I was recently reminded of something my old gardener told me about ivy. I had been surprised at how slow some lovely variegated ivy that had been planted by my fence was coming on, and his words were as follows:
With ivy, the first year it is put in, it does nothing, it just sulks at having been put in a new place. The second year is starts to spread out horizontally along the ground by the bottom of the fence, and in the third year it starts to grow upward, like a curtain.
Wise words, from someone who knew his onions. And his ivy. It seems to me that this is a great analogy for many new businesses. Entrepreneurs obviously look for a rapid return on capital employed. They want their profits and the cash back to invest in the next thing. But nature takes its course with some businesses just like it does with the ivy, and you cannot rush it.
The first year, you have set up costs, people are getting used to each other in a new team with a new product, new identity. This is like the ivy “sulking” – just establishing a new root system and adapting to the chemistry of the soil and the direction of the light.
The second year you start to see sales pick up but the prices are not that good yet and also the volumes don’t allow the contribution to cover fixed costs. You get growth but you don’t get the profit. It is like the ivy growing along the ground by the bottom of the fence. It is obviously going somewhere, but you aren’t getting the effect of it yet.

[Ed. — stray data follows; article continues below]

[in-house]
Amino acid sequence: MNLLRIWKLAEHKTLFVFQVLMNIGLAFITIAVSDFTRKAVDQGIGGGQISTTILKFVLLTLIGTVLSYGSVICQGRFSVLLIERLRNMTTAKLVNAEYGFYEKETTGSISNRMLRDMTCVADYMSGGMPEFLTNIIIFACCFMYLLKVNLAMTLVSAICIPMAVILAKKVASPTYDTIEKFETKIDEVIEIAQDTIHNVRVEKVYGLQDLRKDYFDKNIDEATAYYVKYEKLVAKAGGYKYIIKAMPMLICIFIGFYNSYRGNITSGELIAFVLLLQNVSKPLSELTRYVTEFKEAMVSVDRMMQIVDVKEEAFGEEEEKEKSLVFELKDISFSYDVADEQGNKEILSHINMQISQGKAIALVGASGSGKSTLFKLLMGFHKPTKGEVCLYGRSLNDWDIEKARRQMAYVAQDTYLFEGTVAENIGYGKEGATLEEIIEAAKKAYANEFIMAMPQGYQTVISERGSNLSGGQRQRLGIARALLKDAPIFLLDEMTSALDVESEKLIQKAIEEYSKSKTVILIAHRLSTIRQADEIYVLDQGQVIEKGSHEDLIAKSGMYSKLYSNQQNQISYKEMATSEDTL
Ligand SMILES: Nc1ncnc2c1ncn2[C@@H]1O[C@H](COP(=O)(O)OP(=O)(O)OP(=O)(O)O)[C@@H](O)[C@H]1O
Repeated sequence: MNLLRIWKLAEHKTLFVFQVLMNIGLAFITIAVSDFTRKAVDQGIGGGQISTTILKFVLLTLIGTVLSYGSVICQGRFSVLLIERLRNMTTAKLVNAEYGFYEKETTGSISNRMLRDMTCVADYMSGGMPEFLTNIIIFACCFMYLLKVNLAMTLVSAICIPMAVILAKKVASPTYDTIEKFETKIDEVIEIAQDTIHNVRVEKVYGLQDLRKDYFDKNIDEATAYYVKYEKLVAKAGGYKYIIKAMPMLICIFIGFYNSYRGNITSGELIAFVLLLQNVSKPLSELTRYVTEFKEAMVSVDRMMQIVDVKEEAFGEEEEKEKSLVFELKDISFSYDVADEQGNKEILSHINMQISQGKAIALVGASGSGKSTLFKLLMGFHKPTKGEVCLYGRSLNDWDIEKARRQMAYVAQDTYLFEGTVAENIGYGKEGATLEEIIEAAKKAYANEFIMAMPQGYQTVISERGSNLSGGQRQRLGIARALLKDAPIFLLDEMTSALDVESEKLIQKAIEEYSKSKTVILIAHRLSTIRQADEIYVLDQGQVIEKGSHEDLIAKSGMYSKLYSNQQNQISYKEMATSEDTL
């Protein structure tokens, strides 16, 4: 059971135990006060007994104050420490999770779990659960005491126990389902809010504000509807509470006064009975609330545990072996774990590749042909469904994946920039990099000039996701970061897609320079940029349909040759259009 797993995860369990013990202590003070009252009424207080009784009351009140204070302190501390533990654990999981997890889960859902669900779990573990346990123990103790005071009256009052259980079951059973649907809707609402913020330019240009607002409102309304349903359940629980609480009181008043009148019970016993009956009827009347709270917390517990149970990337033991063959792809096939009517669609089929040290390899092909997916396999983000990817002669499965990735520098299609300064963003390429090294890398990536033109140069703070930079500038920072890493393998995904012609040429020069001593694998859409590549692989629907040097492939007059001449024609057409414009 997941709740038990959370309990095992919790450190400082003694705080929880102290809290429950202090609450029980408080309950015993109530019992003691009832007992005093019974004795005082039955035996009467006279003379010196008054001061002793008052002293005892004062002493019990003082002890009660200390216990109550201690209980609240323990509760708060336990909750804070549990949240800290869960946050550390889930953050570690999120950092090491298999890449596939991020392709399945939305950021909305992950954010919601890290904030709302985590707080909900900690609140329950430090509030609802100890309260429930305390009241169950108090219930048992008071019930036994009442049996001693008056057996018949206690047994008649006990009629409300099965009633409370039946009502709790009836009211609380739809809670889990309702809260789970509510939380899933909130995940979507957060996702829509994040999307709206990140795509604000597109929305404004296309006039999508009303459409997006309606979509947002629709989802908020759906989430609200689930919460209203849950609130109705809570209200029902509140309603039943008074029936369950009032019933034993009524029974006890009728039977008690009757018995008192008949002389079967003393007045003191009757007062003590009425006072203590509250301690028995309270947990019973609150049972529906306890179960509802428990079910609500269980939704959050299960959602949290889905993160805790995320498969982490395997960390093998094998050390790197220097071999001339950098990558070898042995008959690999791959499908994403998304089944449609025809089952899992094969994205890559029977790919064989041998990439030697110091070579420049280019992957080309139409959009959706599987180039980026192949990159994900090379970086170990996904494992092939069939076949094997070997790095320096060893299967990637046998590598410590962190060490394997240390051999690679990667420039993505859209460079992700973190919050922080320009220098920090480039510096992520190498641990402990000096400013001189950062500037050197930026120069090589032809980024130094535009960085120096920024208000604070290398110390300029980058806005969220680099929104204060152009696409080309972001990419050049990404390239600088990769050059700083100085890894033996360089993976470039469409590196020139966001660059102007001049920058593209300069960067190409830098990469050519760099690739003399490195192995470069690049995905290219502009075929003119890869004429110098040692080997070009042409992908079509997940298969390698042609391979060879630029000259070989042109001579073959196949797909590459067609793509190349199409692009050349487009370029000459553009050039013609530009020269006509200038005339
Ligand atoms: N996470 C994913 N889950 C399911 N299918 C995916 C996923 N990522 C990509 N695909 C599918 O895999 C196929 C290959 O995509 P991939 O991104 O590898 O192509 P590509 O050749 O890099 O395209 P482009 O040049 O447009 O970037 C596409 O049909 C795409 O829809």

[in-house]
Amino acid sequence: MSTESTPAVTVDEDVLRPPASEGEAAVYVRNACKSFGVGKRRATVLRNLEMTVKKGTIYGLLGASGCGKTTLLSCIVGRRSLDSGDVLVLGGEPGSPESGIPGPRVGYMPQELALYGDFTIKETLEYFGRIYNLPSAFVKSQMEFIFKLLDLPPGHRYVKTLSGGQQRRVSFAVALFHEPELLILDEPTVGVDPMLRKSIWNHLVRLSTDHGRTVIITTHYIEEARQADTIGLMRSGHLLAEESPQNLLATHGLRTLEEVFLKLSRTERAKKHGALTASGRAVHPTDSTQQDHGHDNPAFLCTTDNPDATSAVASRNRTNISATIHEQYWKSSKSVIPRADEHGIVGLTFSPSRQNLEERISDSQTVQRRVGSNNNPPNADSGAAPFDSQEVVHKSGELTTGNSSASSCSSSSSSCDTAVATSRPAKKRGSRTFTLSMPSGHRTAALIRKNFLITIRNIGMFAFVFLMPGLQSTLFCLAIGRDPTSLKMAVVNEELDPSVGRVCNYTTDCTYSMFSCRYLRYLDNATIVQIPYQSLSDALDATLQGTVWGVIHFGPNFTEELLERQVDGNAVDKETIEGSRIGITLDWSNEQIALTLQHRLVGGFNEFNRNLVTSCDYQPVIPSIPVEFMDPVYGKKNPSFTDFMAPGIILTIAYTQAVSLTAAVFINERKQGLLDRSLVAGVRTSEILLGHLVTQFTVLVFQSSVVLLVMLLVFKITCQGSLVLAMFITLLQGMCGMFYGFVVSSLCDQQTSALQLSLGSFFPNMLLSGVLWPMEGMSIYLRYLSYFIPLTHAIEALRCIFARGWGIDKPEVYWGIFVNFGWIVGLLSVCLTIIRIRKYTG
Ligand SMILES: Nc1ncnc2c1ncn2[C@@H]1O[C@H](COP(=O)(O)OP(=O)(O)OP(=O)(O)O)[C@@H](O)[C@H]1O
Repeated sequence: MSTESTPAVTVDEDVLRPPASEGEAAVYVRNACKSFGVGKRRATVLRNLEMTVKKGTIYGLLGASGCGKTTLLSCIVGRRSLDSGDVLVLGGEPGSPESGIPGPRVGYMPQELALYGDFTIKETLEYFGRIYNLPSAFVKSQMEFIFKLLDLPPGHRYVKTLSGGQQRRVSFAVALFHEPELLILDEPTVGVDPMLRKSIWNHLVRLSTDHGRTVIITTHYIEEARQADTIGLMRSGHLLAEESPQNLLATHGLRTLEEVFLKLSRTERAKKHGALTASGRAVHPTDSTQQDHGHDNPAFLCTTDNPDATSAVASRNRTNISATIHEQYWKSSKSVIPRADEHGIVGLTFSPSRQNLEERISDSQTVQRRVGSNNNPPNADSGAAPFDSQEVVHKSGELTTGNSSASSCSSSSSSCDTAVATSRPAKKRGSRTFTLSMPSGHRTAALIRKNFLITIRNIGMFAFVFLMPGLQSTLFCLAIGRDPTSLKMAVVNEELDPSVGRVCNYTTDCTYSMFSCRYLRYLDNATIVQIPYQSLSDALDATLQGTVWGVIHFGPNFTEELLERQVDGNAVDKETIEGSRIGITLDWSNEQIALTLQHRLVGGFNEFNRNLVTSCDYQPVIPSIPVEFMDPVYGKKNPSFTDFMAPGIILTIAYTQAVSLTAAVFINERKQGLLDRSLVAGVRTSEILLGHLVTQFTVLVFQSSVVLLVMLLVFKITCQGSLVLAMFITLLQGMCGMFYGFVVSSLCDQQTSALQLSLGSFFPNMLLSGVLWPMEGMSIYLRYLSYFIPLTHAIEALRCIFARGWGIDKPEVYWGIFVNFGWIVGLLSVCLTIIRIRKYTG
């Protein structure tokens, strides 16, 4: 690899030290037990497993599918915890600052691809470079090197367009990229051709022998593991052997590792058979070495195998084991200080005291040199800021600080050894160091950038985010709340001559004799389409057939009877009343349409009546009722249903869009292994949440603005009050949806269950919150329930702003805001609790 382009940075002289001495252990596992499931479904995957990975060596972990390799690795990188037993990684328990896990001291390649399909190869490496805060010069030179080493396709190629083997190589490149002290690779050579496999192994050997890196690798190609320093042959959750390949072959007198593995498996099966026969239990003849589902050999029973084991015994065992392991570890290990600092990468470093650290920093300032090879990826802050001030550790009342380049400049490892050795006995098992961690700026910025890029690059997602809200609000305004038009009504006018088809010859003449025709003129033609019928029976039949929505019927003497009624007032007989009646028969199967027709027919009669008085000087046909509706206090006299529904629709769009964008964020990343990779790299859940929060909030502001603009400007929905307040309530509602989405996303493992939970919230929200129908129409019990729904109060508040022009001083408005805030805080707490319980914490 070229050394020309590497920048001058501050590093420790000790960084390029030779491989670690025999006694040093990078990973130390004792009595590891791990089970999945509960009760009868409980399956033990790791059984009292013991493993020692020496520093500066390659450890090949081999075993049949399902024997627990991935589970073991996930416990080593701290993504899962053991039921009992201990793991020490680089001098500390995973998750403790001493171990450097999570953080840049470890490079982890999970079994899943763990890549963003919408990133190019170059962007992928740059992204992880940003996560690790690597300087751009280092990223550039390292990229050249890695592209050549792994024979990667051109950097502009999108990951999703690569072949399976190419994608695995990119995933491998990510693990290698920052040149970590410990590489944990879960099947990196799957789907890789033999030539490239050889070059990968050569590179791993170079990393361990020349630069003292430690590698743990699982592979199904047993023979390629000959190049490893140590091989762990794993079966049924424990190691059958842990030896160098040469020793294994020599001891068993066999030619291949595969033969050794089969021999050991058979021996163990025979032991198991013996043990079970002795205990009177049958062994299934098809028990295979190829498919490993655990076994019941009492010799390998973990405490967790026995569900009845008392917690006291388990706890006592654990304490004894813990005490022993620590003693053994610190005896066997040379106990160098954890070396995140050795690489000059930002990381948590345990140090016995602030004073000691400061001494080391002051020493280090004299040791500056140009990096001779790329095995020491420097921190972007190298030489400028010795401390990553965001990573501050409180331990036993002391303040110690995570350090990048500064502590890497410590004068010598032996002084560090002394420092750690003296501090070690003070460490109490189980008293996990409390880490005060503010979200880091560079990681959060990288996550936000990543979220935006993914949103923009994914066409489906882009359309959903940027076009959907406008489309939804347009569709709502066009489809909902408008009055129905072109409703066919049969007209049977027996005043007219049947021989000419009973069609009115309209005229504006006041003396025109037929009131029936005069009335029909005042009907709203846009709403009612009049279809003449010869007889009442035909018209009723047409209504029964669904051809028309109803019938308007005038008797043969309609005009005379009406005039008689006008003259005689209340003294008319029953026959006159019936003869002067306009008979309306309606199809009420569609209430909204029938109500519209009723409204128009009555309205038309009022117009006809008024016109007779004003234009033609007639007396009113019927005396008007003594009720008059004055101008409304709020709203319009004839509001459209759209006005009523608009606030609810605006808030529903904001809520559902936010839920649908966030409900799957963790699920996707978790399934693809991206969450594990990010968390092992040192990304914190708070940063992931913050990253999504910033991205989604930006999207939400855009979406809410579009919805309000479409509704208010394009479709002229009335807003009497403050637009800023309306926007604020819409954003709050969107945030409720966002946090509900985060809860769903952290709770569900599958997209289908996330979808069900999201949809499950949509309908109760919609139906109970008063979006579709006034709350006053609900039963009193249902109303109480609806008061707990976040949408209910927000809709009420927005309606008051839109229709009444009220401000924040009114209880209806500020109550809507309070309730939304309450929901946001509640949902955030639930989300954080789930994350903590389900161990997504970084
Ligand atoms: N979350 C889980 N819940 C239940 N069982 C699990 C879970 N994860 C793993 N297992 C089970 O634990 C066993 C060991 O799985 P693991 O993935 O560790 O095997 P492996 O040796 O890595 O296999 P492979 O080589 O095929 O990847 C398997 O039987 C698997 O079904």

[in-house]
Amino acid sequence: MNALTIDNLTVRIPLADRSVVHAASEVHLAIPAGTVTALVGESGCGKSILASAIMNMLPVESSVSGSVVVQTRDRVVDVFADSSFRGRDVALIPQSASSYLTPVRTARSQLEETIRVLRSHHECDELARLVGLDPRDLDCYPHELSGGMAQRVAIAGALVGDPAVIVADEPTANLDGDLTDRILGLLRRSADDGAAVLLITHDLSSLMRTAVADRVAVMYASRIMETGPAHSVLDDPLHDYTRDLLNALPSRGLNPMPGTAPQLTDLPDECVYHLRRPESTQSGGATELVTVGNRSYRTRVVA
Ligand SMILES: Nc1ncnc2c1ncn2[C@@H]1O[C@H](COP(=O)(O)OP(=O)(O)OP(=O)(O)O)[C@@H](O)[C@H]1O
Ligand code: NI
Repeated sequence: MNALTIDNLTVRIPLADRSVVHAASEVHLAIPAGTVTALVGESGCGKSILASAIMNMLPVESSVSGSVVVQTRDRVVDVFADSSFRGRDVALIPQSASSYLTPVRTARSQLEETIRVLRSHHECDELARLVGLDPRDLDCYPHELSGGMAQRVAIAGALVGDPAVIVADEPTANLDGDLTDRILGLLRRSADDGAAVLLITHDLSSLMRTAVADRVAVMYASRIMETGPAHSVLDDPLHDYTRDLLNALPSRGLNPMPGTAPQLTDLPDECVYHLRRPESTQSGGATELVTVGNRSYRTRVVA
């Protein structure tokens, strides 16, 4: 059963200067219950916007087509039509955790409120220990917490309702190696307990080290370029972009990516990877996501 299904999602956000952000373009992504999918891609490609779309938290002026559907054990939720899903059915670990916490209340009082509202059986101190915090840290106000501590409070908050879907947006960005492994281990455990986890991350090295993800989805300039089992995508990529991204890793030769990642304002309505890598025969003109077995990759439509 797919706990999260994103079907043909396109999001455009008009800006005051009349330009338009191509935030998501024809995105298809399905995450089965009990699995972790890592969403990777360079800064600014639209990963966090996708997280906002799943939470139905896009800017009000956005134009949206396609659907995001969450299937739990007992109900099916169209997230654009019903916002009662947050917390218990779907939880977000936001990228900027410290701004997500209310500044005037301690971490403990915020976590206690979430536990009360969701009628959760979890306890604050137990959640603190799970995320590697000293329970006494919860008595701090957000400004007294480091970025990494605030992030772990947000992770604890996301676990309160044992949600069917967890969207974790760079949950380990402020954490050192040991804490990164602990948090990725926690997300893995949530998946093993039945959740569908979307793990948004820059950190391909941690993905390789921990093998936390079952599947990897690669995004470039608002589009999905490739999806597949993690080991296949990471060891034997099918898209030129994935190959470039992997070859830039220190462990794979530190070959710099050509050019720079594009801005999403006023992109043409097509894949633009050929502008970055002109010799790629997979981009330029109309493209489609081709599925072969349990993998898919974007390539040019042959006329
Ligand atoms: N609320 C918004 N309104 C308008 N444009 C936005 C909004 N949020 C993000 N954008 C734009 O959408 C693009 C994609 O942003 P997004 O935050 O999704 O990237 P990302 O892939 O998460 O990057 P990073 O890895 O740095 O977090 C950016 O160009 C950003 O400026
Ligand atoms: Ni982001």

The third year you reach a certain critical mass, you break even you start to nudge into profit, your cash flows turn the corner and you start paying back your seed finance. This is like the ivy making its curtain up the fence.
If the ivy survives at all, it will certainly produce the coverage in time. The same with these new businesses. They simply need to be nurtured and for nature to be allowed to take its course. If the soil is right, the light is there, and the water, the plant healthy, then it will do what it is programmed to do in its own time. Micro-managing it will not help. Restructuring the team which is only starting to gel will not help. it will be like transplanting the ivy at the end of the second year for failing to raise – it will only go through its sulking and creeping years all over again in the new position.